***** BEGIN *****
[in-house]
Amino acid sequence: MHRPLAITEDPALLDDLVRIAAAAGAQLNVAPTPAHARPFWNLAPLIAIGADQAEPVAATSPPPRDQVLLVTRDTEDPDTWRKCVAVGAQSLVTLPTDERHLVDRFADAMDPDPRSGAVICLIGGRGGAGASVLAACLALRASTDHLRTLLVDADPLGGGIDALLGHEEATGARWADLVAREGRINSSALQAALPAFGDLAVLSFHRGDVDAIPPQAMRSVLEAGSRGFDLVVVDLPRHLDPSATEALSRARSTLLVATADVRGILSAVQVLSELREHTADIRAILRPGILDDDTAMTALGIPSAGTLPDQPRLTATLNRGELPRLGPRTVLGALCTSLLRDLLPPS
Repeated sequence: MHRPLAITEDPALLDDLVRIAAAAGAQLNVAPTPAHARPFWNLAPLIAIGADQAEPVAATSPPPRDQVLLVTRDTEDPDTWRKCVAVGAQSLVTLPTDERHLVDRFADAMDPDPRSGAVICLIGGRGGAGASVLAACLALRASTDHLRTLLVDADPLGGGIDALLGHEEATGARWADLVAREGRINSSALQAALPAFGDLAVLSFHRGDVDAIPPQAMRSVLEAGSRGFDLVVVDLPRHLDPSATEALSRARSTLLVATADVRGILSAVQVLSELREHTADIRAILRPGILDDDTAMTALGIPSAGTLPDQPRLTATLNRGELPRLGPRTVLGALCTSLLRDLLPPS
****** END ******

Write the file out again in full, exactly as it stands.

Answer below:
[in-house]
Amino acid sequence: MHRPLAITEDPALLDDLVRIAAAAGAQLNVAPTPAHARPFWNLAPLIAIGADQAEPVAATSPPPRDQVLLVTRDTEDPDTWRKCVAVGAQSLVTLPTDERHLVDRFADAMDPDPRSGAVICLIGGRGGAGASVLAACLALRASTDHLRTLLVDADPLGGGIDALLGHEEATGARWADLVAREGRINSSALQAALPAFGDLAVLSFHRGDVDAIPPQAMRSVLEAGSRGFDLVVVDLPRHLDPSATEALSRARSTLLVATADVRGILSAVQVLSELREHTADIRAILRPGILDDDTAMTALGIPSAGTLPDQPRLTATLNRGELPRLGPRTVLGALCTSLLRDLLPPS
Repeated sequence: MHRPLAITEDPALLDDLVRIAAAAGAQLNVAPTPAHARPFWNLAPLIAIGADQAEPVAATSPPPRDQVLLVTRDTEDPDTWRKCVAVGAQSLVTLPTDERHLVDRFADAMDPDPRSGAVICLIGGRGGAGASVLAACLALRASTDHLRTLLVDADPLGGGIDALLGHEEATGARWADLVAREGRINSSALQAALPAFGDLAVLSFHRGDVDAIPPQAMRSVLEAGSRGFDLVVVDLPRHLDPSATEALSRARSTLLVATADVRGILSAVQVLSELREHTADIRAILRPGILDDDTAMTALGIPSAGTLPDQPRLTATLNRGELPRLGPRTVLGALCTSLLRDLLPPS